Orange Crush! Punchless Birds Deflated By Browns
The standings won’t reflect, but Sunday’s loss by the Eagles in Cleveland – a ? in the pouring rain – FirstEnergy Stadium might just be the nail in the hammer in their season.
Coming out of the bye with two straight losses, including their first loss to the Browns in 26 years, is telling enough about Doug Pederson’s team.
But more indicting is another disgraceful showing by an offense that turned the ball over twice, converted just two third downs and showed almost no sign of improvement after mustering just 17 points last Sunday in a 10-point loss to the Giants.
The Eagles (3-6-1) will still finish Week 11 tied for the most wins in the division but with the fewest losses, thanks to their Week 3 tie against the Bengals, but don’t be fooled by their place atop the NFC East. They’re still very much a team in decline as they enter the most difficult stretch of their season, with a Monday night game against the Seahawks on deck, followed by games against the Packers, Saints and Cardinals.
For much of the game, the Eagles stifled the Browns’ dynamic running back tandem of Nick Chubb and Kareem Hunt until Chubb finally got going in the fourth quarter and finished with 114 yards.
The game turned late in the third when the Browns, up 10-7, sacked Carson Wentz in the end zone for a safety. The Browns took a 12-10 lead late in the quarter on a Cody Parkey field goal, but a 54-yard run by Chubb, who stiff-armed defensive Joe Ostman to the ground, set up Hunt’s 5-yard touchdown hurdle over Jalen Mills for a 19-10 lead that the lethargic Eagles couldn’t overcome.
Chubb’s slamming of Ostman to the ground whole breaking into the open field essentially secured the win for the Browns (7-3). Wentz tossed his second interception inside the Cleveland 5-yard line without about 2 minutes to play, ending any comeback bid and enabling the Birds to drop their second straight game for the third time this season.
On with the observations…
1. The Eagles need one of two things to happen, and it needs to happen before Monday night’s game against the Seahawks, which could become a real debacle. They need either a new play caller or ned quarterback. If it were my call, I would first go with a new play caller, to see if any change in calls or designs would lead to an improved Carson Wentz and more functional offense. The definition of insanity is to keep doing the same thing and expect a different result. The Eagles and Doug Pederson have been insanely stubborn this season, making very few adjustments to an offense that ranks among the bottom of the league. Andy Reid, one of the best play callers in the sport’s history, surrendered play calling to Marty Mornhinweg in 2006 and watched as the Eagles rallied with Jeff Garcia to win the NFC East. At this point, I think it’s worth changing play callers – to Rich Scangarello, perhaps? –– just to see if there’s an improvement. Either that, or sit Wentz for a game and see if Jalen Hurts can see a clearer picture and move the chains better.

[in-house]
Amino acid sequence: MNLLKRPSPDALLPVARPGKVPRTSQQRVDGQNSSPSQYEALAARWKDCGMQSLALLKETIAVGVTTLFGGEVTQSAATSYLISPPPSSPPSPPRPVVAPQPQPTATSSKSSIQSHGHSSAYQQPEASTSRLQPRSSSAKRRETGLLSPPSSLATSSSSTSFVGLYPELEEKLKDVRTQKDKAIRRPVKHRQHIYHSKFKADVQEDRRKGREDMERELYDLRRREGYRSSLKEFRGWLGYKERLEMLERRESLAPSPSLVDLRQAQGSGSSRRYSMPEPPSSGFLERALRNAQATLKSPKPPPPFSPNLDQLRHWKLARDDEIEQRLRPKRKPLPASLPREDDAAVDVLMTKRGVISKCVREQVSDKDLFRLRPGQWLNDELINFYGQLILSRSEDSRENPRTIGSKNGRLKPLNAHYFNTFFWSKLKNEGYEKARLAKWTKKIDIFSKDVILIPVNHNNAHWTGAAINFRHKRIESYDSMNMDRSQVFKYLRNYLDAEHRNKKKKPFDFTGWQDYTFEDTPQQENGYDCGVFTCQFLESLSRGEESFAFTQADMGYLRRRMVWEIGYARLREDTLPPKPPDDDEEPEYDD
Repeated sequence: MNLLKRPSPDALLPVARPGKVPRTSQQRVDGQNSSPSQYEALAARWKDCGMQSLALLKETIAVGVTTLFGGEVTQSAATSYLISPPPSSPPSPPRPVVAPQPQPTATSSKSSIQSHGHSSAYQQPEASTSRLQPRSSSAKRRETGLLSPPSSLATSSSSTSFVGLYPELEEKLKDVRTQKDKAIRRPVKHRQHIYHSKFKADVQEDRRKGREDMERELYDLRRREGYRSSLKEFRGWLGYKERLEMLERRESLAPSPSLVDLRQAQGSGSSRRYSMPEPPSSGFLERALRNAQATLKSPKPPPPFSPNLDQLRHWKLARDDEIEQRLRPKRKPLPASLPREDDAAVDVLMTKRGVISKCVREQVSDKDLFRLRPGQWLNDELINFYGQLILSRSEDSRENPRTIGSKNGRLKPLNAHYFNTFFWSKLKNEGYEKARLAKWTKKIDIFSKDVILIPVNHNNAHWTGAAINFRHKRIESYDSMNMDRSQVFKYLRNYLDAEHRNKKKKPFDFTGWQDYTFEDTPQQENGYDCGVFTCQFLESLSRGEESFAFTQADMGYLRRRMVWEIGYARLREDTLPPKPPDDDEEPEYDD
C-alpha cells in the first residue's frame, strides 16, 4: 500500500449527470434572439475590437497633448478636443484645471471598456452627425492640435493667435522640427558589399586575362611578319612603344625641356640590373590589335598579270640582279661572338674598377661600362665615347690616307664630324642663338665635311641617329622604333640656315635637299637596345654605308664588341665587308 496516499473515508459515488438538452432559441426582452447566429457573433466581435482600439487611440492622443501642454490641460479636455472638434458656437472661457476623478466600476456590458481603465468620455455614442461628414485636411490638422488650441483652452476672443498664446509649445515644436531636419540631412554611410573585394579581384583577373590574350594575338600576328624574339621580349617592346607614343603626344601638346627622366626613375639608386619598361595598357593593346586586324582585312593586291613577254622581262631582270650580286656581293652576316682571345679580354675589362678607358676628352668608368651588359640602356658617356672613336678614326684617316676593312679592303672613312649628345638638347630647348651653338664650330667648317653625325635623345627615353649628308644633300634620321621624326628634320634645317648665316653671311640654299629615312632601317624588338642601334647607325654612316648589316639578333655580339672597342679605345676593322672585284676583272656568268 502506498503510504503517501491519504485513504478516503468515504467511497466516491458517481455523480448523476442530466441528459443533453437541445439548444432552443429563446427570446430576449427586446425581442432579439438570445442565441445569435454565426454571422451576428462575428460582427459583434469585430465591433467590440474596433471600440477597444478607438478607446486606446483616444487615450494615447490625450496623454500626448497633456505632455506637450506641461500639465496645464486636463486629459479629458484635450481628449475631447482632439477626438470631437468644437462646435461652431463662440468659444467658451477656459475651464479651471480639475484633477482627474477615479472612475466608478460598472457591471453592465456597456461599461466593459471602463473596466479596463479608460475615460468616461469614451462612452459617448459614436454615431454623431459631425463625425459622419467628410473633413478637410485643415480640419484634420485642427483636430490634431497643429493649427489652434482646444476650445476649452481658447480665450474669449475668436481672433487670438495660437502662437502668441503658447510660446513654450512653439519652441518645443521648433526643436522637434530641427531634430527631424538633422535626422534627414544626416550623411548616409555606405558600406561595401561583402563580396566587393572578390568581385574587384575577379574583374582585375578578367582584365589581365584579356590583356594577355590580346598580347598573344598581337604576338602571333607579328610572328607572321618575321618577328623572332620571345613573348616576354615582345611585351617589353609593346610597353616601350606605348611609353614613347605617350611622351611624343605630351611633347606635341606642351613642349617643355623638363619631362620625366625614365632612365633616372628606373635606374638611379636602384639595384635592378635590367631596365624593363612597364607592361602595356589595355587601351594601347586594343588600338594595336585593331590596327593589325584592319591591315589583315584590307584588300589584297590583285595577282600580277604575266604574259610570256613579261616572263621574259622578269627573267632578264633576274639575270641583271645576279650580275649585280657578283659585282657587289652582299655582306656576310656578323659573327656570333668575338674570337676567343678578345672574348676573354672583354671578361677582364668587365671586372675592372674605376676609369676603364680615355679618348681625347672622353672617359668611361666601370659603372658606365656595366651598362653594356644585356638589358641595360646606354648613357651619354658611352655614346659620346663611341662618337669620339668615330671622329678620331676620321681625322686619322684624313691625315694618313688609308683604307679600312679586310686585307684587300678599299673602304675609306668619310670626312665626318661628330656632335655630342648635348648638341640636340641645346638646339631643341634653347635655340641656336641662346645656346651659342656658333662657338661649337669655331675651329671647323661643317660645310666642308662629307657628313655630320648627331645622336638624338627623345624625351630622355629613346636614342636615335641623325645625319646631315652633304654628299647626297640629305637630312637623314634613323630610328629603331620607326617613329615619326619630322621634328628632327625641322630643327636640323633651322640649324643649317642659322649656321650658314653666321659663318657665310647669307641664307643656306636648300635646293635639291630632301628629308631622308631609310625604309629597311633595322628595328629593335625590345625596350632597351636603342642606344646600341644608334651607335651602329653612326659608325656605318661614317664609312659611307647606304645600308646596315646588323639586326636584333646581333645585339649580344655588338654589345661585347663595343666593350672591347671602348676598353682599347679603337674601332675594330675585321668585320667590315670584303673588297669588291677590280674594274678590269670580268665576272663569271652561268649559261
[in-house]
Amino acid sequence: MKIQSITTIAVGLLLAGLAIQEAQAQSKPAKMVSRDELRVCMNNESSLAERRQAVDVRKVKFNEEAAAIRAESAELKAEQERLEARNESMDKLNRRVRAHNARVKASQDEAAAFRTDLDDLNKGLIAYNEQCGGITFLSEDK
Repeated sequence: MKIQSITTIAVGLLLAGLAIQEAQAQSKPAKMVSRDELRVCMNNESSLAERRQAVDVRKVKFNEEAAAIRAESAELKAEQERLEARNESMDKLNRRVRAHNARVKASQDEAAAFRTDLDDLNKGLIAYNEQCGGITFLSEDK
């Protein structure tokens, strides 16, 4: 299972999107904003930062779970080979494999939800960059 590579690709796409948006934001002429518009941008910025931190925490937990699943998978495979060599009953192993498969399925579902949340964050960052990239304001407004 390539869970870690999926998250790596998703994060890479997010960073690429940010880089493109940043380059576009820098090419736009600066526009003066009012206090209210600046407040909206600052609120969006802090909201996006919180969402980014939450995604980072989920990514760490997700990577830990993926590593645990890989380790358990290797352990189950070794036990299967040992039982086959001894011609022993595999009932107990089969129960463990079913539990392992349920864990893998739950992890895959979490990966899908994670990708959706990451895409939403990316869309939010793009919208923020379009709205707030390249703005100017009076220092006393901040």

2. Adam Caplan made a prescient point on “Inside The Birds Pregame Live” when he said league sources who’ve watched Eagles tape have said that Pederson asks his receivers to win against man coverage too much instead of scheming them open with fresh route concepts. The Eagles have basically ran the same passing concepts over the past few years, and they’re not working anymore. After an 0-for-9 effort on third down against the Giants, the Eagles converted just one third down in the first half and finished 2 for 11 for the game. Hard to believe this is where the Eagles flourished last year, finishing with the NFL’s fourth-best third-down offense. The Eagles also scored a touchdown just once in three red zone trips, another area of deficiency this season compared to last season, when they finished third.
3. Why do the quick, crisp passes only go to Greg Ward? The Eagles make it a point to get the ball to Ward on some quick-developing passes but don’t do the same for Travis Fulgham or even Jalen Reagor, who has the most twitch and explosion among the receivers. Ward has the least explosion among the receivers. For the second straight week, getting the ball into the hands of Fulgham and Reagor quickly or in space wasn’t prioritized. Fulgham managed just one catch for the second straight week. Just another reason for a change in play caller or quarterback.